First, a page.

Because some aspects of his stories relate and affected him later, I believe, aspects must be true. While there are definitely parts that are true, there are some parts that seem over exaggerated or fabricated. Overall though, I believe Odysseus to be a reliable bard.

  3. In Book Nine, Odysseus is called “the great teller of tales,” taking on the role of the bard, and a great teller of tales he is. The word tale often suggests a fictional story, often based off of a true story. Because of this and because of how fantastic the story which follows is, one might think that Odysseus is stretching the truth in his story to make himself look better. However, I do not believe this is the case.
    First, I feel that Odysseus says too many things which make him look bad as a leader to be trying to make himself look better. For example, he and nearly all of his men would still be alive had he not taunted Polyphemus after escaping his cave. Poseiden would never have released his wrath if Polyphemus had never sent him his prayer, and he never would have known who to send his wrath upon if Odysseus had never given out his name. While this example does show how much Odysseus is willing to sacrifice for fame, it seems strange that he would include a section such as this in his story if he was just trying to become famous.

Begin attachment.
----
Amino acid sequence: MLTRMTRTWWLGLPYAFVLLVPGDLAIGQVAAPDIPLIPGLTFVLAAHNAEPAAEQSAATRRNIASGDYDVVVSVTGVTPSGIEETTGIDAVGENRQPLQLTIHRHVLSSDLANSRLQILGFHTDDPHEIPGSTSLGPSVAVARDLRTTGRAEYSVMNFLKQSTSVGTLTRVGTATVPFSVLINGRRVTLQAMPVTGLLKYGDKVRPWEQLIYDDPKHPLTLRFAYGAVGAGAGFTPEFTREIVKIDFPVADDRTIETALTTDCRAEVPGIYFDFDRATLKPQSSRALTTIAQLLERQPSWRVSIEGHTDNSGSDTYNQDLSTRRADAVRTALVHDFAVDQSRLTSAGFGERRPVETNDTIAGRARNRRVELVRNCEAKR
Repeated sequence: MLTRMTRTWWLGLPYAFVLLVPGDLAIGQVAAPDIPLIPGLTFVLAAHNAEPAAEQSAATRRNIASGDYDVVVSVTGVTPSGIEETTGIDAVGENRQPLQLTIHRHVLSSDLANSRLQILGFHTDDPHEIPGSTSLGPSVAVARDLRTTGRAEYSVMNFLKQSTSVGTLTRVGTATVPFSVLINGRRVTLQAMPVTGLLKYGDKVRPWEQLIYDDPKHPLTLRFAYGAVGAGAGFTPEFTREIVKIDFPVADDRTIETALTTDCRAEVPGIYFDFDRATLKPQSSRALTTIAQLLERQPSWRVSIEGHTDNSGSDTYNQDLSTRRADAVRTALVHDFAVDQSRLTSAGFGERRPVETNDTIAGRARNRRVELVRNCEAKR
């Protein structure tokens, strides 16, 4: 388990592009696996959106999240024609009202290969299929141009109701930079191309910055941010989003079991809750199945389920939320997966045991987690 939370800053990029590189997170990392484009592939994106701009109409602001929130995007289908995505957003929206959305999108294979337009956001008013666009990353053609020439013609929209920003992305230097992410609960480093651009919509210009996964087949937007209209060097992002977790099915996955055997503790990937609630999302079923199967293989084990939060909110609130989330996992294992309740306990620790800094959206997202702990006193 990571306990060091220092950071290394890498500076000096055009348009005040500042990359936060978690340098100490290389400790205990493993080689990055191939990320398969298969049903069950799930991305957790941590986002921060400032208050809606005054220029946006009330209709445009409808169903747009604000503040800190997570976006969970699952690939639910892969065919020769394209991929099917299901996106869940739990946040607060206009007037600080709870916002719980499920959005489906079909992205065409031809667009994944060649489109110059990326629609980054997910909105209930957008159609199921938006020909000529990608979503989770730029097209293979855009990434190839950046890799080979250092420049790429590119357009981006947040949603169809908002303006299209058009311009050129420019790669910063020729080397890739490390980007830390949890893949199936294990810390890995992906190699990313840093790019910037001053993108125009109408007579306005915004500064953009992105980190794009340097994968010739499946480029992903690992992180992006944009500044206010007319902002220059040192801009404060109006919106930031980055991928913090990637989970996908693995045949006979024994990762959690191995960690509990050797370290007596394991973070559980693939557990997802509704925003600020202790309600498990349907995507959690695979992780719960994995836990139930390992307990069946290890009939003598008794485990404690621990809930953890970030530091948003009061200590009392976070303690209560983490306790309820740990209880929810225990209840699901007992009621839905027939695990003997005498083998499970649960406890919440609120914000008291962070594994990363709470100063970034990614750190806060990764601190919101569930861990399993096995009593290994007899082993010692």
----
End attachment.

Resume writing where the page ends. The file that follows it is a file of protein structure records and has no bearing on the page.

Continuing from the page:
Secondly, Odysseus would never have told the men his story had Alcinous not prompted him to do it, saying,"Come, tell us the name they call you there at home-" (8.618). If he had really wanted to become even more famous, he probably would have told his story and shared his name before being prompted. Instead, he was set up to leave when Alcinous finally asked him to tell his story. Had he not asked, Odysseus never would have told it, which seems counter-productive if Odysseus truly is searching to become famous.